Late January 2019 I attended a workshop sponsored by the Bloomfield Youth Adult Council and Bloomfield Social & Youth Services called Domestic Minor Sex Trafficking in CT. Ms. Yvette Young, Director of the Human Anti-Trafficking Response Team (HART) led the workshop. Lately there has been increased attention to adult human trafficking discovered at a string of Florida massage parlors. The tragic truth is that not only are adults trafficked but so are children. According to Ms. Young, statistics show the United States is the number one destination for an adult to have sex with a child.
Human Trafficking Statistics (Innocence Lost Working Group 3/2010):
- Pimps prey on victims as young as 12 to 14 years old.
- One study estimates as many as 325,000 children in the US, Canada, and Mexico are at risk each year for becoming victims of sexual exploitation.
- A history of physical and sexual abuse is often common among victims.
- One study estimates 30% of shelter youth and 70% of street youth are victims of commercial sexual exploitation. They may engage or be coerced into prostitution for “survival sex” to meet daily needs for food, shelter or drugs.
- A large number of children who are trafficked ARE NOT on the streets. The truth is 69% of the children trafficked are living with their family when they are trafficked.
- 30% of victims are boys
- Youth from LGTBQ and trans population are five times more likely to become victims
Unfortunately, Enfield is located right along the vein of the human-trafficking highway…the Interstate 91. From Florida all the way up to Maine, our transit system serves as a key method to move human beings without suspicion and traffic children at the multiple hotels, truck stops and deserted areas.
ANY child may be vulnerable to a person who promises to meet his or her emotional, physical needs. Often traffickers will create a seemingly loving and caring relationship with their victim in order to establish trust and allegiance. This manipulative relationship tries to ensure the youth will remain loyal to the exploiter even in the face of severe victimization. These relations may begin online before progressing to a real-life encounter.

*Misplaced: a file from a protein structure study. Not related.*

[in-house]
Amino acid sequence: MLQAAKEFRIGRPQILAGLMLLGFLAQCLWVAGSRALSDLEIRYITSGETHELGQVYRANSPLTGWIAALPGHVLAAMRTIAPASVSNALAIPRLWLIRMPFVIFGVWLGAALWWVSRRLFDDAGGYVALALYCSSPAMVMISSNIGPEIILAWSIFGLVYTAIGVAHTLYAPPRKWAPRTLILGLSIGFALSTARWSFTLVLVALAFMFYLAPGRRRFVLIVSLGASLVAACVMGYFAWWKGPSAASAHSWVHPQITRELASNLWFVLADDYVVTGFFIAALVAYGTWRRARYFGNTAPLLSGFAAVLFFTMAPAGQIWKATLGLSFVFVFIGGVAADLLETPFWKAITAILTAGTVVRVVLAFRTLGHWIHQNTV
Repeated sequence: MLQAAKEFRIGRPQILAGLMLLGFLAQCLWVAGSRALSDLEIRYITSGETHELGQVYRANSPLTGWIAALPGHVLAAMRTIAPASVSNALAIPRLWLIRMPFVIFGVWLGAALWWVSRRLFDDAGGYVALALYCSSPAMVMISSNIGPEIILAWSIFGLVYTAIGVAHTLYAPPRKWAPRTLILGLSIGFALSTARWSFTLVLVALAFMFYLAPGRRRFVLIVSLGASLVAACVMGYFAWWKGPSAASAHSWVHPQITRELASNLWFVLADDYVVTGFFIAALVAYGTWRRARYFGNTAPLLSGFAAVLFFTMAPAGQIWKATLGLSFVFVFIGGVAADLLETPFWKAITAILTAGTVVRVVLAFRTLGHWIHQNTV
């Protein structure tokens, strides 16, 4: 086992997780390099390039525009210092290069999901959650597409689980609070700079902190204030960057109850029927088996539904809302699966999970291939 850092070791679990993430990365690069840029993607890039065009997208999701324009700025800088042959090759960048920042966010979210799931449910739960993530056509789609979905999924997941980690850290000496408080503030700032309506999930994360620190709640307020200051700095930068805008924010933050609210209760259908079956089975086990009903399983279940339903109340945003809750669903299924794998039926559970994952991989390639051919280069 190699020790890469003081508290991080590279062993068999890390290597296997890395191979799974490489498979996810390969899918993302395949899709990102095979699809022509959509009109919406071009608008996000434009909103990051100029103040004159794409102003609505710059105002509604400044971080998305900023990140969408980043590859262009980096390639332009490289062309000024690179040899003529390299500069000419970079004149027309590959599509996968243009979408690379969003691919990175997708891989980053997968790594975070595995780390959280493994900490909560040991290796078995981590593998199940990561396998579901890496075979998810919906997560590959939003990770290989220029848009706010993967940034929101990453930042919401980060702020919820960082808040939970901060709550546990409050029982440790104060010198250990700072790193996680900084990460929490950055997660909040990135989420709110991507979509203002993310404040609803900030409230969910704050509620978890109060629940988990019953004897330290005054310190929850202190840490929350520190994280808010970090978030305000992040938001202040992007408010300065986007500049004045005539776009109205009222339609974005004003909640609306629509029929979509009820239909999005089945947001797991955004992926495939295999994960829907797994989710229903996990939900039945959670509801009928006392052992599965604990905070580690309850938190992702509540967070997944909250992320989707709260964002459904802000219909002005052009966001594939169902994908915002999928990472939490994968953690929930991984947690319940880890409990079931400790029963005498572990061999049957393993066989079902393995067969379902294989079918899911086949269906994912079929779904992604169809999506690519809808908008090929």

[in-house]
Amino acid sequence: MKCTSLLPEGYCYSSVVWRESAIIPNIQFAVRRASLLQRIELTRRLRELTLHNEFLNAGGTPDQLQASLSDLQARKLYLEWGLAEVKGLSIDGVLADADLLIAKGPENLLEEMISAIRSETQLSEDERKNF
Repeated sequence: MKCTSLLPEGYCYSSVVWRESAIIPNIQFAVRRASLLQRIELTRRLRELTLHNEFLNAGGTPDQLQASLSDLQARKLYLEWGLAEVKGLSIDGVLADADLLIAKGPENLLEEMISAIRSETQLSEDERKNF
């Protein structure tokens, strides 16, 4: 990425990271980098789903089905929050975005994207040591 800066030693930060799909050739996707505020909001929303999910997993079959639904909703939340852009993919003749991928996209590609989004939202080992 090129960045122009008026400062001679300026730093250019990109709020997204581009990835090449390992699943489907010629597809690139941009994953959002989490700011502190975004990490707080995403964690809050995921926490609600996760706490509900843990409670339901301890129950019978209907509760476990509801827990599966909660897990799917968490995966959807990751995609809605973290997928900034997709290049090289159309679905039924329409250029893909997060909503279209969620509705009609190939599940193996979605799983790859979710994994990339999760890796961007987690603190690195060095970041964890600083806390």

Red Flags and phrases for you to look out for in your child’s relationships and friendships: “Find me on Kik/Skype” or “let’s go private”, “Are you alone?”, “Do you have a pic”, “You seem sad, tell me what’s bothering you”, I know a way you can earn money fast”, “What’s your phone number “, “I love you” and “Do what I ask or I’ll show everyone the pics you sent me”.
What can you do to keep your child safe and protect your child from becoming a victim of human-trafficking?
- Create an environment in which he or she feels comfortable talking with you. Open communication is key
- Share the dangers of sex trafficking with your children and encourage them to alert you when they feel uncomfortable in any situation
- Know whom your children are with at all times is crucial to protecting their safety. Often trafficking victims have experienced victimization in the past, and many times this has been inflicted by individuals close to the victim. Do you trust the people with whom your child interacts?
- Taking the time to monitor what your children do on the internet is an important step in keeping your child safer. When your daughter or son is online, do you know which sites they are visiting and with whom they are communicating?
- If something does not seem right, ask questions! Establishing an ongoing dialogue with children is critical to protecting them.
If you suspect a case of commercial child sexual exploitation or sex trafficking of children contact the National Center for Missing & Exploited Children at 1-800-843 or visit www.cybertipline.com or the National Human Trafficking Resource Center (NHTRC) at 1-888-373-7888.
Published in the Enfield Press on April 4, 2019
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